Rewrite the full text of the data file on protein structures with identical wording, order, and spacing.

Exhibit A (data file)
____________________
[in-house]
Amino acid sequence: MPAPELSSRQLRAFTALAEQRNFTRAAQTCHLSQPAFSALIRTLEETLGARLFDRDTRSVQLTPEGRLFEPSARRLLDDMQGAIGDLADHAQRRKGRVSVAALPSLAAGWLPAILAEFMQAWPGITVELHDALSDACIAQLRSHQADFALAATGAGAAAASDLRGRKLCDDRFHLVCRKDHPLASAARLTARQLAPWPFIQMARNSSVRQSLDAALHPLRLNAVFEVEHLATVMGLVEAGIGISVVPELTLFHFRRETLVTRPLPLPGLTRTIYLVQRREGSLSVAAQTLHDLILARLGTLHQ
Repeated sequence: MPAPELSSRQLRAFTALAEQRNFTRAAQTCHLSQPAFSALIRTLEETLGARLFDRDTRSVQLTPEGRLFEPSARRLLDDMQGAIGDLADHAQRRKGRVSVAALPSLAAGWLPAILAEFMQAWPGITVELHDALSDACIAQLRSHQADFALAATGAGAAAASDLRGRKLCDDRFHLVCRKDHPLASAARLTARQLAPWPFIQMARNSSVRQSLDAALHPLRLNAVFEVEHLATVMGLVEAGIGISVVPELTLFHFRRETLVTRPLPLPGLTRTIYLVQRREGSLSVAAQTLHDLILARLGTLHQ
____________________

[in-house]
Amino acid sequence: MPAPELSSRQLRAFTALAEQRNFTRAAQTCHLSQPAFSALIRTLEETLGARLFDRDTRSVQLTPEGRLFEPSARRLLDDMQGAIGDLADHAQRRKGRVSVAALPSLAAGWLPAILAEFMQAWPGITVELHDALSDACIAQLRSHQADFALAATGAGAAAASDLRGRKLCDDRFHLVCRKDHPLASAARLTARQLAPWPFIQMARNSSVRQSLDAALHPLRLNAVFEVEHLATVMGLVEAGIGISVVPELTLFHFRRETLVTRPLPLPGLTRTIYLVQRREGSLSVAAQTLHDLILARLGTLHQ
Repeated sequence: MPAPELSSRQLRAFTALAEQRNFTRAAQTCHLSQPAFSALIRTLEETLGARLFDRDTRSVQLTPEGRLFEPSARRLLDDMQGAIGDLADHAQRRKGRVSVAALPSLAAGWLPAILAEFMQAWPGITVELHDALSDACIAQLRSHQADFALAATGAGAAAASDLRGRKLCDDRFHLVCRKDHPLASAARLTARQLAPWPFIQMARNSSVRQSLDAALHPLRLNAVFEVEHLATVMGLVEAGIGISVVPELTLFHFRRETLVTRPLPLPGLTRTIYLVQRREGSLSVAAQTLHDLILARLGTLHQ